The working world may appear a hostile place to many young people. As the job market contracts and toughens, employers have expressed concerns over the prospects of younger applicants, many of whom lack essential skills and experience of the work place. In a recent article, Jane Phelps encouraged young job seekers to embrace a dynamic ‘enterprising’ outlook, since drive, creativity and innovation will help them to generate new opportunities and tackle future challenges. Acting on this advice may prove difficult unless students are provided with guidance on how to be enterprising from a younger age. As the gap between education and work widens, educators have a responsibility to prepare students for the ‘real’ world and the turbulence of recession. Developing an ‘enterprising’ outlook within the education system may prove vital in securing employment for future generations. Can classrooms of today shape the workforce of tomorrow?

The future of enterprise education?
The Department for Education has recently outlined new proposals for the future of enterprise education in English schools. By widening participation in private enterprise schemes, supporting schools to develop their own business, and creating a nationwide hub of enterprise societies in colleges and universities, the Government hopes to develop a new generation of young entrepreneurs, who will sow the seeds of economic regeneration. If effectively implemented, these proposals will enhance enterprise skills and business acumen amongst participating students, which will certainly be welcomed by future employers.

There are, however, limits to this particular vision of enterprise education. The DfE proposals focus on the commercial domain of enterprise – an unsurprising fact, given the economic incentives present. Although a ‘business’ approach may benefit some students in some contexts, a narrow definition of enterprise may limit the scope of student interest and participation, as well as isolate the fruits of enterprise from other subject areas. In order to broaden and deepen the impact of enterprise education, we must consider what enterprise can offer education as a whole.

Towards an enterprising education?
At Enabling Enterprise, we regard enterprise as a source of educational enrichment, whose results far exceed the generation of profits. Rather than regarding enterprise as a distinct topic, we adopt a holistic approach to enterprise education, which harnesses the active ingredients of enterprise and enfolds them within the structures of learning. By developing accessible and creative teaching resources, Enabling Enterprise seeks to create enterprising learning environments, which reinvigorate traditional methods and compliment all ages, subjects and curricula.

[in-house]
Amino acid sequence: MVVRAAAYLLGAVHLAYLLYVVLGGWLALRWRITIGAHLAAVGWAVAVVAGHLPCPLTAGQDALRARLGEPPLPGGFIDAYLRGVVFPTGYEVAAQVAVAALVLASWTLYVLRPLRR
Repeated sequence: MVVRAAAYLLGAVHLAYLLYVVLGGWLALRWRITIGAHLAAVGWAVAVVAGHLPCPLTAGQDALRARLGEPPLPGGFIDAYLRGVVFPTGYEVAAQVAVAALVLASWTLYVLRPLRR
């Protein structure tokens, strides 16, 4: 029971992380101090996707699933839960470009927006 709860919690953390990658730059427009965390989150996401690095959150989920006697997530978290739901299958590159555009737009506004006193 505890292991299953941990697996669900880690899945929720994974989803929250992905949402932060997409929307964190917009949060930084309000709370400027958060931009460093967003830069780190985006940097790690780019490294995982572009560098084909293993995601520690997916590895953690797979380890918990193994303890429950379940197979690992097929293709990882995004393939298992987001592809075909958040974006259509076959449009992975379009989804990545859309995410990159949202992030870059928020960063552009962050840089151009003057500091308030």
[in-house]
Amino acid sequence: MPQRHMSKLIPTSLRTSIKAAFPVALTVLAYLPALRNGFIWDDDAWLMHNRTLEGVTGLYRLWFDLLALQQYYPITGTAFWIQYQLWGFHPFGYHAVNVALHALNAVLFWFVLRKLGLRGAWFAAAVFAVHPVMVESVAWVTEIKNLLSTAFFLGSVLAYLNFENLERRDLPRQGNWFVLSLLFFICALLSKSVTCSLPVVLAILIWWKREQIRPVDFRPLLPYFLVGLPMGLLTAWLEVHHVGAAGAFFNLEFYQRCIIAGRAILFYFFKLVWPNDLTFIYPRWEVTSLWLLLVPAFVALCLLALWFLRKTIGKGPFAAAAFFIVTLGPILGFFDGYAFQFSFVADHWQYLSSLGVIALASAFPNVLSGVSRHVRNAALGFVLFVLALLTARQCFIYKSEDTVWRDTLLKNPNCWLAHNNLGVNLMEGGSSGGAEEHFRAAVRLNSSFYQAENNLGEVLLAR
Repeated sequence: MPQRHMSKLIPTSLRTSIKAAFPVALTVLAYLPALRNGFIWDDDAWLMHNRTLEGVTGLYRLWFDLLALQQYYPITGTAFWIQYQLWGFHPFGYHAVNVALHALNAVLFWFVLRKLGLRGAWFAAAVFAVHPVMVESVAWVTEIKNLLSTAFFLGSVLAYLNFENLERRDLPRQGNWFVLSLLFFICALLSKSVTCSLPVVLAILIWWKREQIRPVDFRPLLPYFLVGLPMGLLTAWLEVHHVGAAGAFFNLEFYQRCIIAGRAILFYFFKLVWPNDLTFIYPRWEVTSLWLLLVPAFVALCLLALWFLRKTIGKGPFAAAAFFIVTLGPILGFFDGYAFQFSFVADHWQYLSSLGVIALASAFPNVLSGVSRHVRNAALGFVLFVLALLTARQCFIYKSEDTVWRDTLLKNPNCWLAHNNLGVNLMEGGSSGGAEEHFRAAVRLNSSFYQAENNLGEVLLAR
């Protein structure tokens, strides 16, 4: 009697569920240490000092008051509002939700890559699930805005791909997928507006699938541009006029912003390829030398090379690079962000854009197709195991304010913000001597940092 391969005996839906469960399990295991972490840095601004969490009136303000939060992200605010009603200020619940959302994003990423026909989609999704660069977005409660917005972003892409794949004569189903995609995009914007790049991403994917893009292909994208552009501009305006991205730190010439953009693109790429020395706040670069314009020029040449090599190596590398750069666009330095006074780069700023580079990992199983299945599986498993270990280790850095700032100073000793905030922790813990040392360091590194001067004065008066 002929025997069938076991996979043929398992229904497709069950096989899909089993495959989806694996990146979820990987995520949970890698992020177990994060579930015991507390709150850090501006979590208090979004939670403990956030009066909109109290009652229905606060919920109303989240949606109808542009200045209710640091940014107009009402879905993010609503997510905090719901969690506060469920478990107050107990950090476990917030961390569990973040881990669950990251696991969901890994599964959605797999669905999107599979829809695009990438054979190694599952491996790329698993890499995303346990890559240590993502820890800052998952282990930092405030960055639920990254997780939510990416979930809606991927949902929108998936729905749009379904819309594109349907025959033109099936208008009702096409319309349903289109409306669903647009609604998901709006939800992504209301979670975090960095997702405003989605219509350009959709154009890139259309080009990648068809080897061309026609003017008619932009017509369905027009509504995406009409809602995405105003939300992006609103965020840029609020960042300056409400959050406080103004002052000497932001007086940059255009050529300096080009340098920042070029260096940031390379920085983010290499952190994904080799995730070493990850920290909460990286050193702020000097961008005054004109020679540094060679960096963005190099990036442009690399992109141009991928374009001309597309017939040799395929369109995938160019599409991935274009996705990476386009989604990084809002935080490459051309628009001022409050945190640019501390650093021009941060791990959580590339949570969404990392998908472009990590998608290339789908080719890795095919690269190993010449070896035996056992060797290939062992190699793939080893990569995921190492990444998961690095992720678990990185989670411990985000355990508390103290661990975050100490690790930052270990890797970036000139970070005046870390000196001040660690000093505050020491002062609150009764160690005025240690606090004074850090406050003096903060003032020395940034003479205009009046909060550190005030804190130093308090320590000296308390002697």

Imagine a scenario where students learn through a direct and active participation in a subject area. A maths lesson need not be a dull textbook exercise, but can be transformed into a mission to build your own sports stadium, using numeracy skills to calculate budgets, statistics to conduct market research, and angle measurement to draw architectural designs. When injected with an enterprising approach, these skills become more engaging, relevant and memorable to the students applying them.

Enterprising education not only brings fresh energy into the classroom, but also develops the skills, experiences, and aspirations for success, which will prepare students for the challenges of adult life. When immersing themselves in project based tasks, students have the opportunity to develop essential skills, as they actively learn responsibility, leadership, collaboration, communication and creativity. When given the freedom to express ideas, use their initiative and take ownership, students also gain rewarding and memorable experiences, which play a formative role in the growth of their motivation, confidence and resilience.

Enabling Enterprise aims to relate these skills and experiences to the context of employment by building connections between schools and businesses. When visiting companies and chatting with corporate volunteers, students can see how learning is applied in the world of work. The ‘real world’ is brought into the classroom and guides students as they develop their own aspirations.

Within the field of education, enterprise has the capacity to equip all students with the tools for future success, as well as build a brighter future for UK business. If we are to realise the wider impact of enterprise education, an enterprising outlook must be made accessible to students with a range of talents and interest – not only aspiring entrepreneurs. Perhaps the time has arrived for schools to step beyond the economics of enterprise into the much richer world of enterprising learning.

Tom Ravenscroft & Beth Price, Enabling Enterprise

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